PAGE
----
Texas Tabs Texas A&M’s Jim Schlossnagle As Next Head Coach


Image credit: Jim Schlossnagle (Photo by Eddie Kelly/ProLook Photos)

Texas tabbed Jim Schlossnagle as its next head coach on Tuesday. The Longhorns hired him away from archrival Texas A&M less than 24 hours after the Aggies lost to Tennessee in the College World Series finals.

It’s been a whirlwind 36 hours in Austin. On Monday morning, Athletic director Chris Del Conte fired coach David Pierce, who led the program for eight years and guided the Longhorns to three CWS appearances. By the end of the business day Tuesday, Schlossnagle had accepted the job.

The move will be the most expensive in college baseball history. It will cost Texas $2.7 million just to hire Schlossnagle, the largest buyout ever paid to hire a college baseball coach by more than double. His salary is also sure to be among the highest in the sport.

Rumors of such a move date back years, but accelerated this month to a much greater degree. Schlossnagle and Del Conte worked together for several years at TCU and that partnership helped the Horned Frogs reach the CWS four times. Del Conte left TCU in December 2016 to become AD at Texas. Schlossnagle then left TCU after the 2021 season, but for A&M, not Texas. Now they will be reunited in Austin with the goal of taking Texas back to the pinnacle of college baseball.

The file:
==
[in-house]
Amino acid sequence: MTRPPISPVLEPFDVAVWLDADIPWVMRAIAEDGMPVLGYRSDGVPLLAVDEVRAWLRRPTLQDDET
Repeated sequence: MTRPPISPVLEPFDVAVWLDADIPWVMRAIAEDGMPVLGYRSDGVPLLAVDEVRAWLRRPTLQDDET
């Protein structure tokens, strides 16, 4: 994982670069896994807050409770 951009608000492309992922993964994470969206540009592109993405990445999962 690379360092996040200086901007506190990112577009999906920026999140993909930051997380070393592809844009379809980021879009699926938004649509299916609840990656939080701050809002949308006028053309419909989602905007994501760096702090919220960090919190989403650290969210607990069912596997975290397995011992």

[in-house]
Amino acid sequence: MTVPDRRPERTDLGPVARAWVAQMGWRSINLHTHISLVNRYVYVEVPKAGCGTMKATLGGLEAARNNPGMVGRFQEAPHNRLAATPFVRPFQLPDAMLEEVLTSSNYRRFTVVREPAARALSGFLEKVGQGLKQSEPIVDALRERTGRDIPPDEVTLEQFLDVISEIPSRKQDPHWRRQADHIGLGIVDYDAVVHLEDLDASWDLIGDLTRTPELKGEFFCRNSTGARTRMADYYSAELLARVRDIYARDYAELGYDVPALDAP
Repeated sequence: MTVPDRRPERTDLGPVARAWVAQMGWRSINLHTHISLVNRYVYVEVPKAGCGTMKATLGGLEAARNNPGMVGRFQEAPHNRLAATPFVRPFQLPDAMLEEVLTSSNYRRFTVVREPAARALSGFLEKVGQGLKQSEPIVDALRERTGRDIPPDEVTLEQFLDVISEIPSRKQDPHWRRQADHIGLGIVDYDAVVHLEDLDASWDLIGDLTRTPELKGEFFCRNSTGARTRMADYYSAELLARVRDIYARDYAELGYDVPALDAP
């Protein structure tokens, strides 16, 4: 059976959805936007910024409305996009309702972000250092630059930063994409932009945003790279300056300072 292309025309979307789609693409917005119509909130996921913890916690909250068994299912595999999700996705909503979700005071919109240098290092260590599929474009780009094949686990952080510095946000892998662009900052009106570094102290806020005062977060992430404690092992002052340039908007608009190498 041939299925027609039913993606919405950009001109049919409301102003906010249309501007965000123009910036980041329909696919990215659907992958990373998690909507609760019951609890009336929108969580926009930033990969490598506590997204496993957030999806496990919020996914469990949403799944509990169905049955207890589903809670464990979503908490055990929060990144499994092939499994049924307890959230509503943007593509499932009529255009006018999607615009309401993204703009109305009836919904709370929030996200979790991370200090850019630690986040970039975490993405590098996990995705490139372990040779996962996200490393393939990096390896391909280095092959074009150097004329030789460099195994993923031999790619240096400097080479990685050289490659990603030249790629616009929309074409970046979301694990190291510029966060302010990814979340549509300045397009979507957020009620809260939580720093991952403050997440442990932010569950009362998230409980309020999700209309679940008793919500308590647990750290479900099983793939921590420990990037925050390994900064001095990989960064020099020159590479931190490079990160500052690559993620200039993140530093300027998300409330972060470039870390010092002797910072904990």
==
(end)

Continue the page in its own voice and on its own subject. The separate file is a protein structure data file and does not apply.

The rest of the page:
Schlossnagle, the 2016 Baseball America Coach of the Year, is 946-455 in 23 seasons coaching A&M, TCU and UNLV. He has led his teams to Omaha seven times, including two of the last three seasons at A&M. He coached the Aggies to a 53-15 record this season and a runner-up finish at the CWS, the best in program history.

Schlossnagle arrives in Austin at a key inflection point for the Longhorns. Texas will officially move to the SEC next week. While the program has still been a relatively regular Omaha participant over the last 15 years, it hasn’t won a national championship since 2005. Last year, LSU won its seventh CWS title to pass Texas for the second-most national championships in college baseball history.

Schlossnagle’s move adds spice to a rivalry about to be rekindled in earnest. Though Texas and A&M are athletic archrivals, their meetings on the diamond have been mostly limited to midweek games since A&M left the Big 12 for the SEC more than a decade ago. Now that they are conference mates again, they will resume annual weekend series. Next year’s showdown didn’t need anything extra, but Tuesday’s move poured gasoline on the rivalry’s fire.

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